What makes the weekly writing class the most popular activity offered to Douglas County jail inmates? Why is it consistently the largest class offered at the jail? Why does the program director often have to turn away class members when the room fills quickly? And why do the class facilitators continue to return week after week and year after year?
Many writers will affirm that writing is good therapy. In fact, that is the first reason they give to continue writing. There is something about recording words, thoughts, feelings, fears, and ideas on paper that can be cathartic and healing. People who write search for something. Perhaps they seek meaning in their lives. Perhaps they are looking for a personal identity, for a purpose, or as Sister Helen Prejean said, for “what truly matters.” What does matter? Maybe it is some semblance of control over life circumstances. Maybe it is acceptance, companionship, or bolstering a struggling self-esteem.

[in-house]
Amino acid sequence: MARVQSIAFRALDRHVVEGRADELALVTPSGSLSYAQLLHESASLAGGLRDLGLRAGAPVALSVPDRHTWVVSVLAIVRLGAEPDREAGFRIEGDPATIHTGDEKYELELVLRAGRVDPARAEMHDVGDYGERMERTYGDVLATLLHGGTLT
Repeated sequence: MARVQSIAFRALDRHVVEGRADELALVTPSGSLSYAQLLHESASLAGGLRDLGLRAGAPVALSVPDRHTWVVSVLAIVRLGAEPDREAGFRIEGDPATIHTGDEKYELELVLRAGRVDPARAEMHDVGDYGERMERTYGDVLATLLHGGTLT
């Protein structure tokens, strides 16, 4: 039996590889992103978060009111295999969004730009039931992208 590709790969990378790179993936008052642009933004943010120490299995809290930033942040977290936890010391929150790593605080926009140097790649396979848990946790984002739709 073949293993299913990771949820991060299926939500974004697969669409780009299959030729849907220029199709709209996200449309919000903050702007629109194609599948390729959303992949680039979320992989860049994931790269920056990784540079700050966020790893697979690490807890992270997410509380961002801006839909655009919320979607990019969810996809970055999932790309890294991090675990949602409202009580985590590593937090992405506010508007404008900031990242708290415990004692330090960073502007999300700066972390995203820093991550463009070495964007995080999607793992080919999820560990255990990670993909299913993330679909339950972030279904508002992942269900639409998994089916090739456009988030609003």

Perhaps it is hope, as an entry by Donndilla Da Great in the published collection Douglas County Jail Blues begins.
As I sit in my cell
I get stronger and stronger
I walk and I pace my cell
like a caged tiger
but as the unit comes to a lull
I think of hope . . .
October 4-6, 2019